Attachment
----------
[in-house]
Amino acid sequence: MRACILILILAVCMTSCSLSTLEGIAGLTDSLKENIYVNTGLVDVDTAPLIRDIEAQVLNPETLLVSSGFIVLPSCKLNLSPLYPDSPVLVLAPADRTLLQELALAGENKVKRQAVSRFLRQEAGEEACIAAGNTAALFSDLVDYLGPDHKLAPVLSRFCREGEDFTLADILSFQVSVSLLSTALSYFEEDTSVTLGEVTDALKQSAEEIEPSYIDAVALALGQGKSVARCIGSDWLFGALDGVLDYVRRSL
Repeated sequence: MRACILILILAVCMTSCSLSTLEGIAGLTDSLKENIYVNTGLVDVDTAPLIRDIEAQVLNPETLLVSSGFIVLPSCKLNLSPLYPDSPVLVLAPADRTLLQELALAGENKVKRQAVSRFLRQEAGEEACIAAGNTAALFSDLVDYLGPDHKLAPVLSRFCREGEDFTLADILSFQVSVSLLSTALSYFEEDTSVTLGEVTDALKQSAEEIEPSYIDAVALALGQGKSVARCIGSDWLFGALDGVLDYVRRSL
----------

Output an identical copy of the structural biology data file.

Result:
[in-house]
Amino acid sequence: MRACILILILAVCMTSCSLSTLEGIAGLTDSLKENIYVNTGLVDVDTAPLIRDIEAQVLNPETLLVSSGFIVLPSCKLNLSPLYPDSPVLVLAPADRTLLQELALAGENKVKRQAVSRFLRQEAGEEACIAAGNTAALFSDLVDYLGPDHKLAPVLSRFCREGEDFTLADILSFQVSVSLLSTALSYFEEDTSVTLGEVTDALKQSAEEIEPSYIDAVALALGQGKSVARCIGSDWLFGALDGVLDYVRRSL
Repeated sequence: MRACILILILAVCMTSCSLSTLEGIAGLTDSLKENIYVNTGLVDVDTAPLIRDIEAQVLNPETLLVSSGFIVLPSCKLNLSPLYPDSPVLVLAPADRTLLQELALAGENKVKRQAVSRFLRQEAGEEACIAAGNTAALFSDLVDYLGPDHKLAPVLSRFCREGEDFTLADILSFQVSVSLLSTALSYFEEDTSVTLGEVTDALKQSAEEIEPSYIDAVALALGQGKSVARCIGSDWLFGALDGVLDYVRRSL